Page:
Layoffs at Wall Street investment banks and brokerage surged in October to the highest level seen since April, 2014, according to a recent private jobs report. In addition to the pickup in layoffs, new hiring during October also stalled as Wall Street firms refuse to expand their payrolls in an environment where equity commission volumes remain weak, interest rates are edging higher, and regulatory changes are looming on the horizon.
October Challenger, Gray & Christmas Report
According to the Challenger, Gray & Christmas monthly Job Cuts Report released recently, the financial services industry saw a 183% surge in planned layoffs from 591 layoffs announced in September to 1,673 layoffs announced in October. The only good news in October was the fact that this year’s level of announced layoffs was 80% lower than the number of layoffs announced in October of the previous year.
On a year-to-date basis, Wall Street firms have announced 26,296 layoffs during the first ten months of 2014, 54% less than the 57,591 layoffs announced during the same period in 2013. The decline in announced layoffs on a year-to-date basis is a signal that the employment outlook is on the mend – albeit only modestly.
However, no one should take this data as evidence that the Wall Street employment picture is rosy. For the second consecutive month, financial services firms failed to announce any new hiring during October. This marks the fourth month this year where no new hiring has been announced – a clear sign of caution on the part of Wall Street executives. On a year-to-date basis Wall Street firms have announced plans to hire 2,729 new positions, 32% lower than the 4,011 new positions announced during the first ten months of 2013.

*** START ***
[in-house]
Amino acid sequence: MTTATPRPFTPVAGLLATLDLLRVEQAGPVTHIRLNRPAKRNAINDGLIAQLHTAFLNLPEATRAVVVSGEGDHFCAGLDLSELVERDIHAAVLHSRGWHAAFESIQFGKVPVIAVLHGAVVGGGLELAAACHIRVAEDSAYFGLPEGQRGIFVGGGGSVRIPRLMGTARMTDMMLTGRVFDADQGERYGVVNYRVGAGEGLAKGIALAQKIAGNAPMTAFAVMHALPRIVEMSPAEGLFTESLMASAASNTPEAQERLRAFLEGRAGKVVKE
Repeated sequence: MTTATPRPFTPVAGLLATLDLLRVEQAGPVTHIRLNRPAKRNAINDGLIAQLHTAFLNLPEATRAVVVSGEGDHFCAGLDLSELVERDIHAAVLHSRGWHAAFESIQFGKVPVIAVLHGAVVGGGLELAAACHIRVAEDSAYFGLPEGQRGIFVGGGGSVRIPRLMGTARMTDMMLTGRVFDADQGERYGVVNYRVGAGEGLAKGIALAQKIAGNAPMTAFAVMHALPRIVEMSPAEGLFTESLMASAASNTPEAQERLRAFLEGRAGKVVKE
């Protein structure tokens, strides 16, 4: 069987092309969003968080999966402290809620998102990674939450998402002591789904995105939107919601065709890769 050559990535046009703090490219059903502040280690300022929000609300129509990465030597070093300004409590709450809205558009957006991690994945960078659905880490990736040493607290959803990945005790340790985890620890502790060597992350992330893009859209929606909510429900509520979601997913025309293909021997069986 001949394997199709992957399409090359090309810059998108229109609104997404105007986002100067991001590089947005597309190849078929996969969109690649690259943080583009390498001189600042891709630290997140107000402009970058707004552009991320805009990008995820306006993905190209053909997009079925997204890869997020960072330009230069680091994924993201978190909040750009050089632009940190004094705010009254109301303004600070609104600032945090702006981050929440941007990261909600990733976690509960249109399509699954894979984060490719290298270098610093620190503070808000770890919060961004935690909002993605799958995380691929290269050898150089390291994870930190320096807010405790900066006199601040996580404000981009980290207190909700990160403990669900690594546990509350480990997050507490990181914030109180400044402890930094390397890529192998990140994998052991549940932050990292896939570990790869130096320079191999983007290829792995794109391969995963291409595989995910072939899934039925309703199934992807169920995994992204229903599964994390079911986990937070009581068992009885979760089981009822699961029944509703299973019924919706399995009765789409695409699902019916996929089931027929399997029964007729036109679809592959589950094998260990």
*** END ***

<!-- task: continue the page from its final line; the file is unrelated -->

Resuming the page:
Banks Shed Workers to Hit Profit Targets
As we have mentioned in the past, the Wall Street employment picture, while getting better is not indicative of an industry on the upswing. In fact, we expect many investment banks will continue to shed workers and keep a lid on new hiring through the end of the year in an effort to hit their profit targets.
Last month Citibank announced plans to lay off 370 employees in the company’s consumer banking business in the Des Moines area by the middle of next year. Management explained that this decision came from “ongoing efforts” to increase efficiency of its operations.
In addition, Bank of America announced that it was planning to lay off over 260 employees in Addison and Plano Texas. Some of these employees worked at BofA’s Legacy Asset Servicing unit. Since mid-2013, the bank has laid off more than 900 workers in the region.
Impact for the Research Industry
Given these conditions, we very much doubt that either Wall Street investment banks or independent research firms will alter their cautious approach toward hiring staff in their research departments over the coming few months. Not only are public companies looking to meet year-end profit targets, but many sell-side and independent research providers are nervous about the impact that the recent FCA and ESMA announcements about eliminating the use of client commissions to pay for corporate access, and the possible ban in using commissions to pay for any investment research might have on their businesses.